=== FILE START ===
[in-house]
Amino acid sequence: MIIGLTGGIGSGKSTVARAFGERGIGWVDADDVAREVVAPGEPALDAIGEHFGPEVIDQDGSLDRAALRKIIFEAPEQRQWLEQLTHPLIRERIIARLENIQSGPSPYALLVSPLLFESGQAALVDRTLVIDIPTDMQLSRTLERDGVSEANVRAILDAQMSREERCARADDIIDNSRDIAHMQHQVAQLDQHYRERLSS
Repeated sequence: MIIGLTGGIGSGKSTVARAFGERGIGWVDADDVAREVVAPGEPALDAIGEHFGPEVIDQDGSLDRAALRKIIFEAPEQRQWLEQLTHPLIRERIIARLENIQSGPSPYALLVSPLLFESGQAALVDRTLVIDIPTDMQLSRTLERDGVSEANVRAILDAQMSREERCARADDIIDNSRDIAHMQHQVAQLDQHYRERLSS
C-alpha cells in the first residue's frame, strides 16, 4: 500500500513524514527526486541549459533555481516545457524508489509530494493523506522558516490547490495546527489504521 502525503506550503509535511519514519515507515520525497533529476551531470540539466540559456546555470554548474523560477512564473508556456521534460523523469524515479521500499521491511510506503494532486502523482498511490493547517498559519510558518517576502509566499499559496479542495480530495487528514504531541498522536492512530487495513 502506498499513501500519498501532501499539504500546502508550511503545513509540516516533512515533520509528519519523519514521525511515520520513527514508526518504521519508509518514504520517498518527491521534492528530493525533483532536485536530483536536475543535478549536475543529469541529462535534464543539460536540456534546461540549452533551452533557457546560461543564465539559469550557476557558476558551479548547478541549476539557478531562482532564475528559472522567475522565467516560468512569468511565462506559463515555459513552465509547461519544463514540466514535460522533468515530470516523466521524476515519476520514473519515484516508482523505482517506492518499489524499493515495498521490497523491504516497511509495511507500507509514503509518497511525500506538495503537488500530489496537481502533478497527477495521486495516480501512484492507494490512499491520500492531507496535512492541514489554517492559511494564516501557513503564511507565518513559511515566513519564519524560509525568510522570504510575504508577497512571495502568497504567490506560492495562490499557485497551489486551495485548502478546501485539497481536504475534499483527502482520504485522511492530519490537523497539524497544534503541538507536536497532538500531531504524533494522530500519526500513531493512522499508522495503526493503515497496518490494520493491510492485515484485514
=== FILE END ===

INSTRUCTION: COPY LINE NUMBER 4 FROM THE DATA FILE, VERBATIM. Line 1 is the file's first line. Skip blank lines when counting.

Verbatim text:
C-alpha cells in the first residue's frame, strides 16, 4: 500500500513524514527526486541549459533555481516545457524508489509530494493523506522558516490547490495546527489504521 502525503506550503509535511519514519515507515520525497533529476551531470540539466540559456546555470554548474523560477512564473508556456521534460523523469524515479521500499521491511510506503494532486502523482498511490493547517498559519510558518517576502509566499499559496479542495480530495487528514504531541498522536492512530487495513 502506498499513501500519498501532501499539504500546502508550511503545513509540516516533512515533520509528519519523519514521525511515520520513527514508526518504521519508509518514504520517498518527491521534492528530493525533483532536485536530483536536475543535478549536475543529469541529462535534464543539460536540456534546461540549452533551452533557457546560461543564465539559469550557476557558476558551479548547478541549476539557478531562482532564475528559472522567475522565467516560468512569468511565462506559463515555459513552465509547461519544463514540466514535460522533468515530470516523466521524476515519476520514473519515484516508482523505482517506492518499489524499493515495498521490497523491504516497511509495511507500507509514503509518497511525500506538495503537488500530489496537481502533478497527477495521486495516480501512484492507494490512499491520500492531507496535512492541514489554517492559511494564516501557513503564511507565518513559511515566513519564519524560509525568510522570504510575504508577497512571495502568497504567490506560492495562490499557485497551489486551495485548502478546501485539497481536504475534499483527502482520504485522511492530519490537523497539524497544534503541538507536536497532538500531531504524533494522530500519526500513531493512522499508522495503526493503515497496518490494520493491510492485515484485514